All the while, yet another party has entered into the ring and successfully claimed exclusive rights in the design. As of early this week, the patent arm of the USPTO awarded a Chinese inventor named Minling Lin a design patent for a particular “ornamental design of a bamboo bag.” The bag at issue is a dead-ringer for the one in which Larian LLC is seeking federal trade dress protection, and the one that Cult Gaia and Madden are fighting over.

Cult Gaia’s Ark bag (left) & Minling Lin’s design patent (right)

The design patent award – which provides Ms. Lin with protection for the visual ornamental characteristics of the bag for a period of 15 years in the U.S. (protections that are relatively similar to the protections afforded by trade dress) – raises the question: what does this mean for Cult Gaia/Larian LLC and Steve Madden?

In all likelihood, the answer is: a lot less than you might think. As Sarah Burstein, a professor at the University of Oklahoma College of Law, who specializes in intellectual property, says, “The issuance of the design patent [to Lin] (whether it’s valid or not) shouldn’t, in and of itself, affect [Larian LLC’s] trade dress application.” This is, at least in part, because unlike patent law, trademark law does not come with a novelty requirement. So, it does not necessarily matter for Larian if someone else used the traditional Japanese bamboo bag design before as long as consumers associate the design of the bag exclusively with the Cult Gaia brand (i.e., the design has come to enjoy secondary meaning).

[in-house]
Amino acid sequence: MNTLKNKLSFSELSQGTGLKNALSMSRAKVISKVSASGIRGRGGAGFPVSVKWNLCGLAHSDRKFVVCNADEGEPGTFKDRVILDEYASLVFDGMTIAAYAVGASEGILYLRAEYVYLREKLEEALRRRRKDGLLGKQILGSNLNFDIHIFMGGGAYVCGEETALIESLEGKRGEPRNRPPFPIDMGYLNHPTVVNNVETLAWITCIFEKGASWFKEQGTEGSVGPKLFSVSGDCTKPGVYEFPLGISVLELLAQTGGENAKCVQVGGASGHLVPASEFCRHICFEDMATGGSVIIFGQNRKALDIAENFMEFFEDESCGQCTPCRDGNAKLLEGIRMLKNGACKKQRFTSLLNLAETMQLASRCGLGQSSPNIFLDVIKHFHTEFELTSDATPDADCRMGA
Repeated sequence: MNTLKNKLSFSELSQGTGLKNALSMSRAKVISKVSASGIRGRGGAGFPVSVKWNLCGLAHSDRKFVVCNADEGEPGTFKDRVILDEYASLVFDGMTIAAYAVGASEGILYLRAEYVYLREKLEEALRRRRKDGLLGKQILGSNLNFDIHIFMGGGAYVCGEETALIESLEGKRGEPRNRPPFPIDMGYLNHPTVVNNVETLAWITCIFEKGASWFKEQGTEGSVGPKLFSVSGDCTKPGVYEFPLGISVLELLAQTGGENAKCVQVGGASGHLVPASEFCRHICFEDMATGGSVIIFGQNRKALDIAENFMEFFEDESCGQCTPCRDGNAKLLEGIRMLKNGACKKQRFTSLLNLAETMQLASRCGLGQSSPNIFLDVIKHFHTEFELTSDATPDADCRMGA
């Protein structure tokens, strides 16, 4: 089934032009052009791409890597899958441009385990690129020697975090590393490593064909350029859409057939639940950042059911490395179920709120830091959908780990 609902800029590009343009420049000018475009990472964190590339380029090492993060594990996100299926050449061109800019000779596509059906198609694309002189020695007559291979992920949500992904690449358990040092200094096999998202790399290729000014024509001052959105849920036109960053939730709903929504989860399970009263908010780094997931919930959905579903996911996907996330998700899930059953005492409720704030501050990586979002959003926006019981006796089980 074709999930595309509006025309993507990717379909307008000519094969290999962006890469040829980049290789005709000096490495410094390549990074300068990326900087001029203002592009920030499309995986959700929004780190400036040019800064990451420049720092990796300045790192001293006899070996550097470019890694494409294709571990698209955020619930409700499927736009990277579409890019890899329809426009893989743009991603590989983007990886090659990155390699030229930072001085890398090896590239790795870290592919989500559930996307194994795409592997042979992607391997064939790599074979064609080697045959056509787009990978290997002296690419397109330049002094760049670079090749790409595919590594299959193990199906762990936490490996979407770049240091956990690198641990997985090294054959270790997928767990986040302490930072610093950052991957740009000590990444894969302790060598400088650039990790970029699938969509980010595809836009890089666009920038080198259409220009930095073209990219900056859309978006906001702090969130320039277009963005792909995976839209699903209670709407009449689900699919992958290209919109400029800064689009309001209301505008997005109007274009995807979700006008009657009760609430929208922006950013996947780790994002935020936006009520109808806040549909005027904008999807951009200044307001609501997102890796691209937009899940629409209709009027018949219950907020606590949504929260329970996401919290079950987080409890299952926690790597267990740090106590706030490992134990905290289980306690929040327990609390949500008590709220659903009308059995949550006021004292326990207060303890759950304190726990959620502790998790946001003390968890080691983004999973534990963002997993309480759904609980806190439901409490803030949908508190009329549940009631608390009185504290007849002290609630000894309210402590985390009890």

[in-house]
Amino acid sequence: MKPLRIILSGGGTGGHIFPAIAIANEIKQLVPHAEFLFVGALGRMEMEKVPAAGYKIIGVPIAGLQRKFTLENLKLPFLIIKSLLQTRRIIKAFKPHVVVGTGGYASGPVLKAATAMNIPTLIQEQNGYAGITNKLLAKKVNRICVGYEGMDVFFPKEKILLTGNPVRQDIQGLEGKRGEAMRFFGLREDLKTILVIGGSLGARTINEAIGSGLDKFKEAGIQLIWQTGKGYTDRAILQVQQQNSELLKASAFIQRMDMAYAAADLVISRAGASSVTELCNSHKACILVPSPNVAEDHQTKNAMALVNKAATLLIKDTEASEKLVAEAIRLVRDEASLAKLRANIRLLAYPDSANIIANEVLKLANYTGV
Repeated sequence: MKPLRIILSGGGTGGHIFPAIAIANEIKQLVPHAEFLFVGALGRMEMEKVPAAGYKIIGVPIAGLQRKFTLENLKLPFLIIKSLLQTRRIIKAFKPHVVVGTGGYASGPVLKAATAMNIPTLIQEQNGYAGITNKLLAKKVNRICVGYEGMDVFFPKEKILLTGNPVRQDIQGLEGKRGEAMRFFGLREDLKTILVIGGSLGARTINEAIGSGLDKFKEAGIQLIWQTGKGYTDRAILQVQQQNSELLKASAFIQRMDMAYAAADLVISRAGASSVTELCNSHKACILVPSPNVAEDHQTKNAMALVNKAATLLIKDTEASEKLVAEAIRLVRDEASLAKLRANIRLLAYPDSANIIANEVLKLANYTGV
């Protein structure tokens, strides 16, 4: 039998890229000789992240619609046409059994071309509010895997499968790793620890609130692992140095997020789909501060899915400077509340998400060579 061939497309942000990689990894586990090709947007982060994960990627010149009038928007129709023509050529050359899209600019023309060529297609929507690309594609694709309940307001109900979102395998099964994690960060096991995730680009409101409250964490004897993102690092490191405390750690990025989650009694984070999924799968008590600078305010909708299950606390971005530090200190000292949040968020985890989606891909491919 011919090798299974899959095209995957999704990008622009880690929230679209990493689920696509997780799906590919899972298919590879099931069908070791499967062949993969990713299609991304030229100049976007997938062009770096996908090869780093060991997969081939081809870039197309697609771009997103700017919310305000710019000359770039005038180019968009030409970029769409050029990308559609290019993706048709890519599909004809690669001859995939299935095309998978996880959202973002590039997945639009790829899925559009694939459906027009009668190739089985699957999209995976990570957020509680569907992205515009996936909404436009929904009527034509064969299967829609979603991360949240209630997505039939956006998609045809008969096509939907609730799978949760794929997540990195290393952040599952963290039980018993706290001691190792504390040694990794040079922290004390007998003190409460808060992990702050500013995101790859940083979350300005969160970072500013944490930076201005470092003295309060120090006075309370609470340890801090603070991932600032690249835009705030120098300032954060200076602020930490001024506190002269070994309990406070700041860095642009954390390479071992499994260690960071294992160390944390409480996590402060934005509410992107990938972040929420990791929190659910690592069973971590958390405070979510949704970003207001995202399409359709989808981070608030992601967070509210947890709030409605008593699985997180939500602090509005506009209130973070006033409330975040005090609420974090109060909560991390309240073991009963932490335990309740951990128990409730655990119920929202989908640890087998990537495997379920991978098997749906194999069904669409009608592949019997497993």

If anything, there is a good chance that if Lin were to sue Larian LLC/Cult Gaia for design patent infringement in connection with their manufacture and sale of the Ark bag, she would be the one dealt a losing hand. In response to a patent infringement lawsuit, counsel for Larian LLC/Cult Gaia might respond by asserting that Lin’s design patent is invalid, precisely because of patent law’s novelty requirement.

“If Lin [were to] sue Cult Gaia, that would risk the patent, since the accused products,” Cult Gaia’s Ark bags, “could actually be invalidating prior art,” says Burstein. Cult Gaia’s introduction of the very-similar-looking Ark bag predates Lin’s patent application by several years, thereby, proving that the bamboo bag design covered by Lin’s design patent is not novel. Beyond that, Burstein says, “There is other close prior art out there, as well,” whether it be imagery of lookalike Japanese bags dating back decades or the slew of exact-same bags that have been on the market for years, as Steve Madden pointed out in its suit against Larian LLC.